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There’s a reason electric and liquid propane forklifts are made for indoor use and gasoline and diesel forklifts are for outdoor use. The latter expel carbon monoxide exhaust as a byproduct of the internal combustion process.
Carbon monoxide is highly toxic to people. It’s also odorless, colorless, and completely silent. So if you are caught in an enclosed space such as an indoor dock or warehouse where there is a buildup of carbon monoxide exhaust from a gas or diesel fueled forklift, you could be overwhelmed by poisonous CO before you even know what’s happening.
Forklifts and CO Poisoning
It’s not uncommon for forklift operators and other employees to suffer the effects of CO poisoning. Sometimes it’s necessary to drive a gas or diesel forklift indoors briefly to make a delivery or to move some materials. And if the area is properly ventilated — for example if the garage or dock door is left wide open or the area has an exhaust system that adequately removes the CO from the atmosphere before it can be inhaled by workers — it’s generally not an issue.
But problems occur when the forklift is driven into an unventilated area or if the vehicle is left idling while the driver gets off to adjust a load. Every second the forklift is running, the CO is building up indoors, creating an increasingly hazardous environment for everybody working there.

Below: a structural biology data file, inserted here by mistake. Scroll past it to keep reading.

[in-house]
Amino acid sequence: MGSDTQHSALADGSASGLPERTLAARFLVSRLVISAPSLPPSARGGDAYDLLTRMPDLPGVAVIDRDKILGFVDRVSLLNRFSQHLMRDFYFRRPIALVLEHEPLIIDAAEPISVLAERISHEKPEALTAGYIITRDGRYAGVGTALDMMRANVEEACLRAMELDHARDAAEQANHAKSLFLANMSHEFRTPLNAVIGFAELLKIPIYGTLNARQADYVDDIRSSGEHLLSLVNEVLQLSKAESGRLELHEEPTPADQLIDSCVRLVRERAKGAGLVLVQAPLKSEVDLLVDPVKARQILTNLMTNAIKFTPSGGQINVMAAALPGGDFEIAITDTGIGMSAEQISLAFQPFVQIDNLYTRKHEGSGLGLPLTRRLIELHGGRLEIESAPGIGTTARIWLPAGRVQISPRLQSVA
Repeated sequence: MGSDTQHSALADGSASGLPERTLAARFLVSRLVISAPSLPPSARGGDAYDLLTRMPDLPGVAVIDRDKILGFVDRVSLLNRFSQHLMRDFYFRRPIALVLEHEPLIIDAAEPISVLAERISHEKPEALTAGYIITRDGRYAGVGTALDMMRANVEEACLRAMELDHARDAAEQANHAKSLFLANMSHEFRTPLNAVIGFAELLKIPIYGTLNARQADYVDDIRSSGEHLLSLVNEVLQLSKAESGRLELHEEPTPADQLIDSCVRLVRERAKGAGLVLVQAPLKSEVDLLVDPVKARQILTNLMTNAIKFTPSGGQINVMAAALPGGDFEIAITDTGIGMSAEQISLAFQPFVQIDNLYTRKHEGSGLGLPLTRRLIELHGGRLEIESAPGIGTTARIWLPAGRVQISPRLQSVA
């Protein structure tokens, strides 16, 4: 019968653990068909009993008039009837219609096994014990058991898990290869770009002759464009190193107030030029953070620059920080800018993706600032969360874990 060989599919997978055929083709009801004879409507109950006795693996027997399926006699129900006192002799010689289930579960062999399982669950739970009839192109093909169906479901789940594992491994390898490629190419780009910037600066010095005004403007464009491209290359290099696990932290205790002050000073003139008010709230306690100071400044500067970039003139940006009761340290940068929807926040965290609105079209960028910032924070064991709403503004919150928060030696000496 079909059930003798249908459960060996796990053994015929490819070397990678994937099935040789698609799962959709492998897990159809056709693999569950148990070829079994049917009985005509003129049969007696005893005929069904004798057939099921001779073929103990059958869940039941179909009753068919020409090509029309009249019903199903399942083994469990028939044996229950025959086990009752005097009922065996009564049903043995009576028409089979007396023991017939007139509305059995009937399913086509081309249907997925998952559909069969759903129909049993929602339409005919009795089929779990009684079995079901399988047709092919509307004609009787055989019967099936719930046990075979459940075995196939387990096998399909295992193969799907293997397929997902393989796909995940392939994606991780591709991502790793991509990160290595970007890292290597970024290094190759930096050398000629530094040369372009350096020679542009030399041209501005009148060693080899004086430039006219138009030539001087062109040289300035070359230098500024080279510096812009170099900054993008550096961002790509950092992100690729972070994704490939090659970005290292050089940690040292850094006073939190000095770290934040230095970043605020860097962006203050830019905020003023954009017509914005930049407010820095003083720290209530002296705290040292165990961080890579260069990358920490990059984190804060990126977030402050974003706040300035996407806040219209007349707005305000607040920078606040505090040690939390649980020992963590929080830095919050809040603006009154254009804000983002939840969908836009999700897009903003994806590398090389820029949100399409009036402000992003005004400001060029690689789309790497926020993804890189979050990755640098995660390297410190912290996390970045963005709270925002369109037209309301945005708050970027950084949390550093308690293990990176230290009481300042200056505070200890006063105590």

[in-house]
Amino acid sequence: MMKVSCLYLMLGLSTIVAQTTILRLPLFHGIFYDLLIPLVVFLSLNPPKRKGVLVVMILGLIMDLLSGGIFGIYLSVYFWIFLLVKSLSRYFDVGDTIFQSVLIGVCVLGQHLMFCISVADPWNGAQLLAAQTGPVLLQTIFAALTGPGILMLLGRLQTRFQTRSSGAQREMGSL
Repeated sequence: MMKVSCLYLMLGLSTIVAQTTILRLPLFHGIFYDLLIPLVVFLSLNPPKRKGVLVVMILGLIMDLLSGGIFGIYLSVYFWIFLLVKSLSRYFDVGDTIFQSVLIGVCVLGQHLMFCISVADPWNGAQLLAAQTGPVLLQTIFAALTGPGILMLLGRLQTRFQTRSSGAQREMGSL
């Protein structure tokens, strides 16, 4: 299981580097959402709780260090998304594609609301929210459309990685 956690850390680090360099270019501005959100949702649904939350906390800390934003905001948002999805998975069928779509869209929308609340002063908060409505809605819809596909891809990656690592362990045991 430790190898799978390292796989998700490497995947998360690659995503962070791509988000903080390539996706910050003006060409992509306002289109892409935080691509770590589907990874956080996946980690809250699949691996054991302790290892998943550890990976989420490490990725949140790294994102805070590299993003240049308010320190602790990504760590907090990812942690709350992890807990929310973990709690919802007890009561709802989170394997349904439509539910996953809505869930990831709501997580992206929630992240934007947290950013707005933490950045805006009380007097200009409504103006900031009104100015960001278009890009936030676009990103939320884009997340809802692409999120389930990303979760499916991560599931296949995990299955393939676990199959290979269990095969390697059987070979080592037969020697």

Common Sense CO Guidelines
Controlling the amount of CO buildup in your workplace from gas or diesel forklifts running indoors is often just a matter of common sense. If these vehicles need to be driven inside, make sure there is enough ventilation to remove the CO before it reaches potentially hazardous levels.
Consider installing CO detectors that can monitor levels of the hazardous gas and emit an audible alarm when it exceeds safe levels. Or require workers to wear Personal Protective Equipment (PPE) such as ventilators when working with outdoor forklifts being driven indoors.
Better yet, don’t put your workers at risk at all. Prohibit gas and diesel forklifts from driving into unventilated areas. Instead, use the proper equipment for the job at hand — in this instance, electric or LP forklifts for indoor work and gas and diesel for outdoors.
CO can build up to dangerous levels very quickly. Levels of only 800 ppm can be harmful to human health. Higher exposures such as 12,000 ppm can lead to nearly instantaneous death.
Don’t take chances with the lives of your employees. Use common sense when working with dangerous emission in enclosed spaces.